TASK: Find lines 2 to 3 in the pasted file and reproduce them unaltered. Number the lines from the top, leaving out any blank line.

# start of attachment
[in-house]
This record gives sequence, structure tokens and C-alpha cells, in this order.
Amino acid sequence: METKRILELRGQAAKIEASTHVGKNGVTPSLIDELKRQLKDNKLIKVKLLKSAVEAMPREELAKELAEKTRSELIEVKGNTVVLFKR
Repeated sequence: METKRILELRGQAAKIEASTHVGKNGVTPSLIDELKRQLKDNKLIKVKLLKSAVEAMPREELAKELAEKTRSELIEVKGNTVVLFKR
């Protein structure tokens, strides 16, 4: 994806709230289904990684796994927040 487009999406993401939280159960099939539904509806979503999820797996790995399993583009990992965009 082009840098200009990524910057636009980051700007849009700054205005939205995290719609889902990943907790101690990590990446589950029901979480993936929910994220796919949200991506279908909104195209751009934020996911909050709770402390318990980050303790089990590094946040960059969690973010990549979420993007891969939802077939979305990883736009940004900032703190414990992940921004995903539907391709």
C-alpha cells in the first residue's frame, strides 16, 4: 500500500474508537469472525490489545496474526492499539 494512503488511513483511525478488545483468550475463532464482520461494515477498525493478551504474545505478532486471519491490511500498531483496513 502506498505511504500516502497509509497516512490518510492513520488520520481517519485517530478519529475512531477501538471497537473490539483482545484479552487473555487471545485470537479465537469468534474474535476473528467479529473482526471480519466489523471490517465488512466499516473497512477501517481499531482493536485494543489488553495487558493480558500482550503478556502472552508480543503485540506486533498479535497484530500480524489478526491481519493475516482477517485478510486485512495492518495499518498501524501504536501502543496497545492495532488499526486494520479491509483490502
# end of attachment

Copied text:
This record gives sequence, structure tokens and C-alpha cells, in this order.
Amino acid sequence: METKRILELRGQAAKIEASTHVGKNGVTPSLIDELKRQLKDNKLIKVKLLKSAVEAMPREELAKELAEKTRSELIEVKGNTVVLFKR